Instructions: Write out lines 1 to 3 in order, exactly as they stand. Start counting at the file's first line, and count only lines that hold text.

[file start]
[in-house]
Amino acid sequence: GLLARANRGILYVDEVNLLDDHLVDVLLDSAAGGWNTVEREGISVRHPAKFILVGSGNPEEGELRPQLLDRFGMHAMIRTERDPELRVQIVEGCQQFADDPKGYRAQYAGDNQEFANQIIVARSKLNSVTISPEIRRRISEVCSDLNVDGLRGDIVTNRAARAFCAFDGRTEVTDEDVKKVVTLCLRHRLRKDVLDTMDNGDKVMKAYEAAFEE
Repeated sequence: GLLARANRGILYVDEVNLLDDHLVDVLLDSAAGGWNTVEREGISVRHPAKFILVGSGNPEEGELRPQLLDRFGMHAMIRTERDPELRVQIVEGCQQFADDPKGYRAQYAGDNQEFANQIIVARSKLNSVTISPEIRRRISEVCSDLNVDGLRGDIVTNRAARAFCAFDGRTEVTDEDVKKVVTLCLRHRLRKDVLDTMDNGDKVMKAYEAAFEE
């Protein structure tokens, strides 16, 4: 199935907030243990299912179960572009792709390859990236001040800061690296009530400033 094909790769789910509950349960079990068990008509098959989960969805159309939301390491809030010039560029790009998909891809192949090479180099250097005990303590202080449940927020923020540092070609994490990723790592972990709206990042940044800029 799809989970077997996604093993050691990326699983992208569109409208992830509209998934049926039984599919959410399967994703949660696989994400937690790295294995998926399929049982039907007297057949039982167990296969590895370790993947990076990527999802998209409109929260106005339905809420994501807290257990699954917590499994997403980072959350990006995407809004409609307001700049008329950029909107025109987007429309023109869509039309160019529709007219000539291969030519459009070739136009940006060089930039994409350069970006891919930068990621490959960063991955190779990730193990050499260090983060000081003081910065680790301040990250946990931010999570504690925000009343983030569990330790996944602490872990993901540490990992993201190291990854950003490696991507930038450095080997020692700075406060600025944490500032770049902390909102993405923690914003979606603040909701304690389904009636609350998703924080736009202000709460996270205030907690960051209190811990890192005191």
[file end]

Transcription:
[in-house]
Amino acid sequence: GLLARANRGILYVDEVNLLDDHLVDVLLDSAAGGWNTVEREGISVRHPAKFILVGSGNPEEGELRPQLLDRFGMHAMIRTERDPELRVQIVEGCQQFADDPKGYRAQYAGDNQEFANQIIVARSKLNSVTISPEIRRRISEVCSDLNVDGLRGDIVTNRAARAFCAFDGRTEVTDEDVKKVVTLCLRHRLRKDVLDTMDNGDKVMKAYEAAFEE
Repeated sequence: GLLARANRGILYVDEVNLLDDHLVDVLLDSAAGGWNTVEREGISVRHPAKFILVGSGNPEEGELRPQLLDRFGMHAMIRTERDPELRVQIVEGCQQFADDPKGYRAQYAGDNQEFANQIIVARSKLNSVTISPEIRRRISEVCSDLNVDGLRGDIVTNRAARAFCAFDGRTEVTDEDVKKVVTLCLRHRLRKDVLDTMDNGDKVMKAYEAAFEE